Within the ceramics ecosystem, something quite extraordinary happened last June in Toronto, Canada. Five Korean Masters—Kim Seong-Tae who specializes in five-layered slip carving; You Yong-Chul, renowned for his slip inlay; Choi In-Gyu, revered for his pierced, double-walled vessels and his intricate carving; Yo Se-Yeon known for his reverse inlay cranes; and Lee Hyuang-Gu the master thrower—came to teach and share their skills and craftsmanship at the 40th annual Fusion conference. Close to 300 potters participated in the experiential learning in a giant, ballroom-sized workshop. Fusion is the organizing body within the province of Ontario that is dedicated to the promotion of hand-crafted clay and glass. It boasts 450 members and offers annual conferences. The recipe for success included a huge dose of serendipity, many open hearts, and a healthy portion of good old Canadian hutzpah.
Serendipity Sparks an Idea
Unha Hill is a part-time potter from Hamilton, Ontario, who grew up in South Korea. When her 14-year-old daughter’s children’s choir was invited to perform in her homeland, Hill volunteered to chaperone. Her unbridled curiosity and love of ceramics took her to Icheon—the fabled city of ceramics about an hour and a half outside of Seoul. The village of Icheon in South Korea is designated as a United Nations Educational Science and Cultural Organization (UNESCO) City of Crafts and Folk Art. With a population of 210,000, it is twinned with Jingdezhen, China, and is equally renowned as the center of traditional pottery in South Korea, dating back to the Joseon Dynasty (1392 CE). Today over 80 pottery factories are congregated in the village, and approximately 300 gas and wood kilns are in perpetual motion.
Hill arrived in Icheon by bus on a Sunday to find the normally bustling ceramics quarters all but silent. While poking around and peering through windows, she happened upon a small group of potters. She was invited to join them for tea and that led to the beginning of what has turned into an ongoing, international, cultural exchange program between ceramic artists in Canada and Korea. Hill’s attitude of “Why not?” was embraced with open arms. She returned to Canada and shared her vision with her mentor, Canadian potter Tony Clennell. Clennell enlisted the help of Chris Snedden, FUSION’s Vice-President at the time, and together they hatched a plan to dispatch a reconnaissance group to lay the groundwork for the Korean Masters’ voyage to Canada.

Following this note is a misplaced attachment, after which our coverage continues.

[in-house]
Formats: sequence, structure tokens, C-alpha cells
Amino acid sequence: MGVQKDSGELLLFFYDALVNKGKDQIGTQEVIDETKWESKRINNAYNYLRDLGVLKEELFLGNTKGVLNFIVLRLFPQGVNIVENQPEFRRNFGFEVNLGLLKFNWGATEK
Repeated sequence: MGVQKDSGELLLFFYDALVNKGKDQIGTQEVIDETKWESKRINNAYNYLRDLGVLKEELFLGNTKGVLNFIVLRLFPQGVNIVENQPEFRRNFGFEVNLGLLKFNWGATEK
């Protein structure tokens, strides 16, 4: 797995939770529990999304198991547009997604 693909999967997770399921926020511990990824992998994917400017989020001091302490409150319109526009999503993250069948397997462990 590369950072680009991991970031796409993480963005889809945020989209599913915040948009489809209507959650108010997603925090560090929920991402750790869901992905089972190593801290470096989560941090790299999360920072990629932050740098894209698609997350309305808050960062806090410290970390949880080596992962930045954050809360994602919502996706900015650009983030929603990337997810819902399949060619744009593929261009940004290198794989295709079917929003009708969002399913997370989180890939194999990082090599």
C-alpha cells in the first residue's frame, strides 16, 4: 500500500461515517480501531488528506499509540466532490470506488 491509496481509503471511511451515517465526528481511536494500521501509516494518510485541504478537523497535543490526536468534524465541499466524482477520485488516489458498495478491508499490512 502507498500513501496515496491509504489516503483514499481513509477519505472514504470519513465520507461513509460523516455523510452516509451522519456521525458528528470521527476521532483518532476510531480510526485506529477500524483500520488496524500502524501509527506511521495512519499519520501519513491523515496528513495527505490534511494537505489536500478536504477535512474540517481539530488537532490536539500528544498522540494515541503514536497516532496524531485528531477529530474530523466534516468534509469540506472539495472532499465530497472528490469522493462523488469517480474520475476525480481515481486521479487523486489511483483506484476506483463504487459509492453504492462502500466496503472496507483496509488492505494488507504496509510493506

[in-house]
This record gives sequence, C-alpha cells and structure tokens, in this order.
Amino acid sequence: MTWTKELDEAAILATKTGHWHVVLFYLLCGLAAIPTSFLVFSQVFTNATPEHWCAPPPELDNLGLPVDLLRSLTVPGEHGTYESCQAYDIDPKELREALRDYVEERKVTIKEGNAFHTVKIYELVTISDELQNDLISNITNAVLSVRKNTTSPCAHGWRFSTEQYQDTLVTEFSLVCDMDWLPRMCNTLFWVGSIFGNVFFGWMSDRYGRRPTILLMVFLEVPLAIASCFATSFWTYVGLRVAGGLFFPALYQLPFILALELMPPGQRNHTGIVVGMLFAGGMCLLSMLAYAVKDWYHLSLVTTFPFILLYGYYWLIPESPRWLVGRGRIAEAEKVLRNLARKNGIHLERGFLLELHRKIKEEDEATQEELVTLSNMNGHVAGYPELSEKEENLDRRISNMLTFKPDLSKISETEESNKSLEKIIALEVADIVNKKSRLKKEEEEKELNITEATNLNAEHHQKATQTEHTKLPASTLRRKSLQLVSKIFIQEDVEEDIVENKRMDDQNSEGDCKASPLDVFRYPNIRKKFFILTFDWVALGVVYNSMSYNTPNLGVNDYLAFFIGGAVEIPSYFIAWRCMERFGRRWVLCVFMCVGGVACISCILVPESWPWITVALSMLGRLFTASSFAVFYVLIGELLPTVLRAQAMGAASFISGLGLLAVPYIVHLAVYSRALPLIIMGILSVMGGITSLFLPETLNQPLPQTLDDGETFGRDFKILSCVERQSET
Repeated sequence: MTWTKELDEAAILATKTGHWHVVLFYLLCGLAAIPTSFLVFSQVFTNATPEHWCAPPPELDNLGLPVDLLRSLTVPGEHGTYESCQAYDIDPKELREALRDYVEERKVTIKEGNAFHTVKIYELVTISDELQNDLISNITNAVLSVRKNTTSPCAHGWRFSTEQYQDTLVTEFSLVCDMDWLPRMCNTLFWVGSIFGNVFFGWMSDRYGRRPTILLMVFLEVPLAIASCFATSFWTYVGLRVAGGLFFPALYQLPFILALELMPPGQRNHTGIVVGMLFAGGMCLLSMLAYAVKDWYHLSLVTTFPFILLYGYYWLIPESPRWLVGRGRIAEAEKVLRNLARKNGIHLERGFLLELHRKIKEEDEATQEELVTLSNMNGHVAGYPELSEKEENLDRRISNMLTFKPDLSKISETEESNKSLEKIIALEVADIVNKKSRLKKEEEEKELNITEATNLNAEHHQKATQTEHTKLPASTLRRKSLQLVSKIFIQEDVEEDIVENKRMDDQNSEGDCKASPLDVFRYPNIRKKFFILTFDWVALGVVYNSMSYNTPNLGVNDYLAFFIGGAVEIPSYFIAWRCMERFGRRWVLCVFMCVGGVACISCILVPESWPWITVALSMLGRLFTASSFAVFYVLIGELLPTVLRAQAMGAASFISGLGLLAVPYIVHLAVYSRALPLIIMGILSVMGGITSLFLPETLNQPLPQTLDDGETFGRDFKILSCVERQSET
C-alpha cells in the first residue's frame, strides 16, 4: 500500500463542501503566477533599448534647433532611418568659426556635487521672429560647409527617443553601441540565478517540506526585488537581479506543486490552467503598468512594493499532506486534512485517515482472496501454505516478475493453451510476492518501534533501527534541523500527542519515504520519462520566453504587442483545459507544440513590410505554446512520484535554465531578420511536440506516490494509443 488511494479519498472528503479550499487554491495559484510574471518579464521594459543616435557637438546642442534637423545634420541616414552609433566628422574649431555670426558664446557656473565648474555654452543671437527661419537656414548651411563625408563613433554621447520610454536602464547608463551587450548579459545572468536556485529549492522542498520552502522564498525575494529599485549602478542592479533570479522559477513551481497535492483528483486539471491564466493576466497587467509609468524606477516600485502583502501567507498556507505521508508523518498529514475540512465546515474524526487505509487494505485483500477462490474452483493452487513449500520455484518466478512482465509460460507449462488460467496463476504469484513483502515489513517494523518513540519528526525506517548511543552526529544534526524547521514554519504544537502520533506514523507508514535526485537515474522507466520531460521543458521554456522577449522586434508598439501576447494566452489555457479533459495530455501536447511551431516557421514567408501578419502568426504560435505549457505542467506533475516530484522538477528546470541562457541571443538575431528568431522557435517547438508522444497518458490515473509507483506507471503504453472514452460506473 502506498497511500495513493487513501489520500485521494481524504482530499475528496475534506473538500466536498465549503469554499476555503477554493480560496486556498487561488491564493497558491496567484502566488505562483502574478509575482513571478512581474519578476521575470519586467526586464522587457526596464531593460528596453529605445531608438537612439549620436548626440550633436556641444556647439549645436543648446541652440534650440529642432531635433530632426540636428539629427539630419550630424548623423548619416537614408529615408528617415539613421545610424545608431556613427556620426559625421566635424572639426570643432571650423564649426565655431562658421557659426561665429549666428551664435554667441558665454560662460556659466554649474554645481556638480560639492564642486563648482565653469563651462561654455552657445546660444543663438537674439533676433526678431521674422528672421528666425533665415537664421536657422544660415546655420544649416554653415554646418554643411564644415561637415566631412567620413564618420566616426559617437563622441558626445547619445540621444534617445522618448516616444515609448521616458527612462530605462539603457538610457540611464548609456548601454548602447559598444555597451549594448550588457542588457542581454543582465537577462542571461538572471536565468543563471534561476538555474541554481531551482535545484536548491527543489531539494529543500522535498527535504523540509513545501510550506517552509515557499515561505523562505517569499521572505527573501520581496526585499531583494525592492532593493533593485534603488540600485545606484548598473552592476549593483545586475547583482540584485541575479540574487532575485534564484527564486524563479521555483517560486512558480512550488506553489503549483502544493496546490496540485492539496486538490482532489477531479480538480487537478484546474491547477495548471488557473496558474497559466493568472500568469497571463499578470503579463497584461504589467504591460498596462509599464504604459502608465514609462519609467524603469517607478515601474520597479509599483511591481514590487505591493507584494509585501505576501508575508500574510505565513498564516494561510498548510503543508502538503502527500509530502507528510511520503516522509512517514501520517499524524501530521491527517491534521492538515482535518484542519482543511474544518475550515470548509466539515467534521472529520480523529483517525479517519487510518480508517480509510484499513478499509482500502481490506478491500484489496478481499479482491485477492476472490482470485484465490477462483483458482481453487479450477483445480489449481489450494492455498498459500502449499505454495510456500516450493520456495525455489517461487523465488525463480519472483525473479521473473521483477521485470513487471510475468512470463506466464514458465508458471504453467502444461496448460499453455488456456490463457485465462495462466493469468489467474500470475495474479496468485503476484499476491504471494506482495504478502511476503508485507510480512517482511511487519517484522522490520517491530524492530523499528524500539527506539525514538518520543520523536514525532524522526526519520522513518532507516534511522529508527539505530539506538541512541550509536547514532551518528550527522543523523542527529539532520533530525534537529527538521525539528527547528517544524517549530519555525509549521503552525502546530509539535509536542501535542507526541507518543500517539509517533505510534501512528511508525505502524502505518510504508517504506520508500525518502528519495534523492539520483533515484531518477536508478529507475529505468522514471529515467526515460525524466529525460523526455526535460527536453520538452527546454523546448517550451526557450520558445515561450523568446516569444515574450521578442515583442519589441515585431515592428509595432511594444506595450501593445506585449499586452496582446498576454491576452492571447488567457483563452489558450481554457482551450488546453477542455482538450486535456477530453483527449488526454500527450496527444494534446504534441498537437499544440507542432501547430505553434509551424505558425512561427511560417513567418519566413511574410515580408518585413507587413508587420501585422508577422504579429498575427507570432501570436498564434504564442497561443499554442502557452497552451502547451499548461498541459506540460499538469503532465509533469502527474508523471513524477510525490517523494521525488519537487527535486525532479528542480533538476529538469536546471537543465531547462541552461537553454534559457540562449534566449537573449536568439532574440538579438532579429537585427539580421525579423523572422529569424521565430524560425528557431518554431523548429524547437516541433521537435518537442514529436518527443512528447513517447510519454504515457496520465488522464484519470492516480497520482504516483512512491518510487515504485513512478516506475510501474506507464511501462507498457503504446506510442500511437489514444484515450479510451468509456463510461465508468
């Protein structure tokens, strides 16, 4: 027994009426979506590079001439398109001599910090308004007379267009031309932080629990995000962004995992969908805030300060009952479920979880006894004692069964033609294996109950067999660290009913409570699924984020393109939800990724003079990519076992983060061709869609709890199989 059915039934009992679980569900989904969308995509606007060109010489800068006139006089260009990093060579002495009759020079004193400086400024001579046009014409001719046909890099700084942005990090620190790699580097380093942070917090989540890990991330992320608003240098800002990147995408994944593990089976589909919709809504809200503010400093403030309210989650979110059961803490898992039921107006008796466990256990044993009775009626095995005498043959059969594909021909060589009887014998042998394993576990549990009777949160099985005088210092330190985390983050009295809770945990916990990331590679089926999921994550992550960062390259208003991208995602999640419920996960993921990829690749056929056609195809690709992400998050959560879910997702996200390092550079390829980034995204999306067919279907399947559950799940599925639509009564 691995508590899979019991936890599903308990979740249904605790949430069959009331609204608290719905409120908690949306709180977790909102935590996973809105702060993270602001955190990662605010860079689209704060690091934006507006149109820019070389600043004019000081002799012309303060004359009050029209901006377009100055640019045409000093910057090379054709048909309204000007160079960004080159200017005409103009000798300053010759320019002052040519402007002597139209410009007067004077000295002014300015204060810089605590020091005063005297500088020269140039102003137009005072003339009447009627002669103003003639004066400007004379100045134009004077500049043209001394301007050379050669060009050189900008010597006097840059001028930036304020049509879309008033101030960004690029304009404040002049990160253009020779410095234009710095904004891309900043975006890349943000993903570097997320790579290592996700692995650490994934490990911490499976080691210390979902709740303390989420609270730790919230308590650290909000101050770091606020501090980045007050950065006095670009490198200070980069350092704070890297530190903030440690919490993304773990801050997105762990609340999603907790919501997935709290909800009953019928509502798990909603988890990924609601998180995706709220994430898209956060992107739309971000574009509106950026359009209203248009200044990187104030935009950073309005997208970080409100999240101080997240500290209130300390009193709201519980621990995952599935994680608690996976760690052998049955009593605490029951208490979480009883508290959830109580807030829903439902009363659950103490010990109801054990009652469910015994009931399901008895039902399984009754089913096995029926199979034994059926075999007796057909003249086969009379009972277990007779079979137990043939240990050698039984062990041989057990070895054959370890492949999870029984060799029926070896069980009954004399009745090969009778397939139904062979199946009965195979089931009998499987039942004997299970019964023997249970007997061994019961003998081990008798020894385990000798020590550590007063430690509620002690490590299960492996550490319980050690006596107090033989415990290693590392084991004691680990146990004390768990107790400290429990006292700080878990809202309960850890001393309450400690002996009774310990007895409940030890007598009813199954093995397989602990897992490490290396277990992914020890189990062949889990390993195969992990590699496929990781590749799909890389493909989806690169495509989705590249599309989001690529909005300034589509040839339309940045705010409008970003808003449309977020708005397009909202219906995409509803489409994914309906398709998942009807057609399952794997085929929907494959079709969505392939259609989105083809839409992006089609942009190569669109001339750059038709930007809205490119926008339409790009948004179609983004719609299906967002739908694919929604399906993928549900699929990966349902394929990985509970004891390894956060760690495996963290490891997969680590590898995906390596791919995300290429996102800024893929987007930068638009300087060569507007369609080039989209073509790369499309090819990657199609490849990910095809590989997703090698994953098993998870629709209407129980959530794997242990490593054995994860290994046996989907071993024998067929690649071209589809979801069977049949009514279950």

Laying the Groundwork
Clennell and Snedden, together with Hill, assembled a group of Canadian and American potters to travel to Icheon during the city’s annual ceramics festival, which in 2015, coincided with the Gyeonggi International Ceramic Biennial (GICB). Snedden recalls, “We came as tourists and they treated us like rock-stars.” Each day they would do a workshop with one of the Masters in their studio and then be taken to see the festival and museums during the day, and wined and dined by high-ranking city officials, including the mayor and other VIPs. The Korean press from fourteen different national and regional publications profiled the Canadian contingency.
Adapting Successful Ideas
It was Hill who picked up on adapting the GICB festival’s hands-on format to motivate Canadian potters to become more engaged with FUSION. She observed that in the Korean festival, everyone from children to seniors, and amateurs to veteran artists were involved in making things with clay. Their wares would then be fired and shipped back to them by volunteers.